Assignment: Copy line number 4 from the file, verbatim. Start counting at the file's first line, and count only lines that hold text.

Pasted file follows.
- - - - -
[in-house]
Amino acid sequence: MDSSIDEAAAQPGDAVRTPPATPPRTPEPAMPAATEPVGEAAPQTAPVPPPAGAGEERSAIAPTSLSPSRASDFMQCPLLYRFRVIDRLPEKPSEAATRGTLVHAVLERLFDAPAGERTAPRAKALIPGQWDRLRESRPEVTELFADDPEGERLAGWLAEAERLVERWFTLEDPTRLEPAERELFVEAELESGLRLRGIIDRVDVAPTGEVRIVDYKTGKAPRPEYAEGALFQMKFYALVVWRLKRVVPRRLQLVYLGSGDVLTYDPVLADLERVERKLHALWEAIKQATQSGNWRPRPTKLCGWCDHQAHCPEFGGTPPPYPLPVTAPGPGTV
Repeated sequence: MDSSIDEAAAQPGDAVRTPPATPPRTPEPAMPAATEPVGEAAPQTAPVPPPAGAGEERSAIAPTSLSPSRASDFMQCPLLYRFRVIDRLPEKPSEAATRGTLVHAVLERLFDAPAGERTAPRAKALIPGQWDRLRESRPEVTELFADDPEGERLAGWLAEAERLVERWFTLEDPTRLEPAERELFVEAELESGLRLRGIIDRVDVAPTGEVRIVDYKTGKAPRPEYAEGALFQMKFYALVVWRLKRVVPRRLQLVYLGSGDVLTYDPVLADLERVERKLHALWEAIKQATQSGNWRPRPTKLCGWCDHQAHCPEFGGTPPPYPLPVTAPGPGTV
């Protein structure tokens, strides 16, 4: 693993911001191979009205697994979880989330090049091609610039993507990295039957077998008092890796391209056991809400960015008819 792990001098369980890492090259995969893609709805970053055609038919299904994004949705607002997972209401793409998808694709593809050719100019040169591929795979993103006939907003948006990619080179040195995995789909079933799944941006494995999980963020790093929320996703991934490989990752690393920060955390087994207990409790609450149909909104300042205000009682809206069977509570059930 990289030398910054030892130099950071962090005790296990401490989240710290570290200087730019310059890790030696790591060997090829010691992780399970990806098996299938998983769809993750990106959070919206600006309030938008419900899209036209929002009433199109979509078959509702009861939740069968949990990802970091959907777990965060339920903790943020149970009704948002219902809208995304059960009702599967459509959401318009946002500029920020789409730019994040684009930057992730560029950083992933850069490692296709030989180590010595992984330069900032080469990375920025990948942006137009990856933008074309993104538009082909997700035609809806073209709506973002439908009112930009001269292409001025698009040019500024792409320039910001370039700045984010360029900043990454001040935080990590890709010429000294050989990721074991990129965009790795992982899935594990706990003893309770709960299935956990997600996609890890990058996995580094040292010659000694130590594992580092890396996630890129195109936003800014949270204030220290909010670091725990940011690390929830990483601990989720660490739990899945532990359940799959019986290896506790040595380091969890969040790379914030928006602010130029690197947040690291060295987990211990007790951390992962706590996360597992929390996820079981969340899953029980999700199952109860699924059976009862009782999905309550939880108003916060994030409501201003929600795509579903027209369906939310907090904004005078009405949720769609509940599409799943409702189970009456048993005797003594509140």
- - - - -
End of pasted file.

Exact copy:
């Protein structure tokens, strides 16, 4: 693993911001191979009205697994979880989330090049091609610039993507990295039957077998008092890796391209056991809400960015008819 792990001098369980890492090259995969893609709805970053055609038919299904994004949705607002997972209401793409998808694709593809050719100019040169591929795979993103006939907003948006990619080179040195995995789909079933799944941006494995999980963020790093929320996703991934490989990752690393920060955390087994207990409790609450149909909104300042205000009682809206069977509570059930 990289030398910054030892130099950071962090005790296990401490989240710290570290200087730019310059890790030696790591060997090829010691992780399970990806098996299938998983769809993750990106959070919206600006309030938008419900899209036209929002009433199109979509078959509702009861939740069968949990990802970091959907777990965060339920903790943020149970009704948002219902809208995304059960009702599967459509959401318009946002500029920020789409730019994040684009930057992730560029950083992933850069490692296709030989180590010595992984330069900032080469990375920025990948942006137009990856933008074309993104538009082909997700035609809806073209709506973002439908009112930009001269292409001025698009040019500024792409320039910001370039700045984010360029900043990454001040935080990590890709010429000294050989990721074991990129965009790795992982899935594990706990003893309770709960299935956990997600996609890890990058996995580094040292010659000694130590594992580092890396996630890129195109936003800014949270204030220290909010670091725990940011690390929830990483601990989720660490739990899945532990359940799959019986290896506790040595380091969890969040790379914030928006602010130029690197947040690291060295987990211990007790951390992962706590996360597992929390996820079981969340899953029980999700199952109860699924059976009862009782999905309550939880108003916060994030409501201003929600795509579903027209369906939310907090904004005078009405949720769609509940599409799943409702189970009456048993005797003594509140």